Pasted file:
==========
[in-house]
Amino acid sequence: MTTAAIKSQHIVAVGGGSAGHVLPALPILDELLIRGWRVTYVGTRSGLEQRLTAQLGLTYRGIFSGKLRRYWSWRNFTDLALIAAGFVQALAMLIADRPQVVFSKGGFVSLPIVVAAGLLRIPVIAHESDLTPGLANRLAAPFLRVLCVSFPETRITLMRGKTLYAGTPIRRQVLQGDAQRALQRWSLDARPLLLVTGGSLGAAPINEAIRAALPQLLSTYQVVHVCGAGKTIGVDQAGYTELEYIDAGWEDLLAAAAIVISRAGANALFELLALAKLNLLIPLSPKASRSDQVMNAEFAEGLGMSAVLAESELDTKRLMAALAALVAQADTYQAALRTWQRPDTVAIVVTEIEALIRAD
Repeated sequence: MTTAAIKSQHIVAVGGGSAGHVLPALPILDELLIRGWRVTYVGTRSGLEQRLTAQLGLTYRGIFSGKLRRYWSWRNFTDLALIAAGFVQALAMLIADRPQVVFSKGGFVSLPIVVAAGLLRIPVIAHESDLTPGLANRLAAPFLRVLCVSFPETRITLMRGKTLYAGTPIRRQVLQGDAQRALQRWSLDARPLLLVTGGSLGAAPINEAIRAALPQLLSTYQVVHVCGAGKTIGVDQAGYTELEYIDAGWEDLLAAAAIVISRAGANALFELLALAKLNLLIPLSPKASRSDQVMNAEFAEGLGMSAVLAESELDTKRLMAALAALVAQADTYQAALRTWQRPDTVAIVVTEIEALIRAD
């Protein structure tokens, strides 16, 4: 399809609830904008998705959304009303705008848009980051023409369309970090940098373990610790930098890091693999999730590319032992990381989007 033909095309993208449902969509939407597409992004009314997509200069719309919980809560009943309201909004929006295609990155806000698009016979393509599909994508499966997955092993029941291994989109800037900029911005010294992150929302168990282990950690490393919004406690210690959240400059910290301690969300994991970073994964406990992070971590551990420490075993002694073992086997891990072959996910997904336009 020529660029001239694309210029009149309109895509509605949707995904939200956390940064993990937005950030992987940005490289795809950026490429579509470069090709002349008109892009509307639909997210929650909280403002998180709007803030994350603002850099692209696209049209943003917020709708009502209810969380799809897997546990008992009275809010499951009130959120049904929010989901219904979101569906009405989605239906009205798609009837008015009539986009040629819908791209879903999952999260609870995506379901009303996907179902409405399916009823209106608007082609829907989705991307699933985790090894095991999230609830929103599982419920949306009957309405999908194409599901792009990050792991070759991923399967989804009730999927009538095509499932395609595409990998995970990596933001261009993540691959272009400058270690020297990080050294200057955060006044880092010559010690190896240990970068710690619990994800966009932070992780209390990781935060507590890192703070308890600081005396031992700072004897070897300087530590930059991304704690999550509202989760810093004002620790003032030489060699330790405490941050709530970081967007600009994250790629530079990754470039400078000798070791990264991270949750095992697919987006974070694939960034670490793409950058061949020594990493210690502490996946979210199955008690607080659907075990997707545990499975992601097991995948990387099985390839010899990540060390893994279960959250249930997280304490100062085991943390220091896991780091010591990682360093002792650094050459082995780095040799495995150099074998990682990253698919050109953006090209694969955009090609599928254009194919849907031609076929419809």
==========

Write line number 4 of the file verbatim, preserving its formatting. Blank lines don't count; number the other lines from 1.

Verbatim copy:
């Protein structure tokens, strides 16, 4: 399809609830904008998705959304009303705008848009980051023409369309970090940098373990610790930098890091693999999730590319032992990381989007 033909095309993208449902969509939407597409992004009314997509200069719309919980809560009943309201909004929006295609990155806000698009016979393509599909994508499966997955092993029941291994989109800037900029911005010294992150929302168990282990950690490393919004406690210690959240400059910290301690969300994991970073994964406990992070971590551990420490075993002694073992086997891990072959996910997904336009 020529660029001239694309210029009149309109895509509605949707995904939200956390940064993990937005950030992987940005490289795809950026490429579509470069090709002349008109892009509307639909997210929650909280403002998180709007803030994350603002850099692209696209049209943003917020709708009502209810969380799809897997546990008992009275809010499951009130959120049904929010989901219904979101569906009405989605239906009205798609009837008015009539986009040629819908791209879903999952999260609870995506379901009303996907179902409405399916009823209106608007082609829907989705991307699933985790090894095991999230609830929103599982419920949306009957309405999908194409599901792009990050792991070759991923399967989804009730999927009538095509499932395609595409990998995970990596933001261009993540691959272009400058270690020297990080050294200057955060006044880092010559010690190896240990970068710690619990994800966009932070992780209390990781935060507590890192703070308890600081005396031992700072004897070897300087530590930059991304704690999550509202989760810093004002620790003032030489060699330790405490941050709530970081967007600009994250790629530079990754470039400078000798070791990264991270949750095992697919987006974070694939960034670490793409950058061949020594990493210690502490996946979210199955008690607080659907075990997707545990499975992601097991995948990387099985390839010899990540060390893994279960959250249930997280304490100062085991943390220091896991780091010591990682360093002792650094050459082995780095040799495995150099074998990682990253698919050109953006090209694969955009090609599928254009194919849907031609076929419809």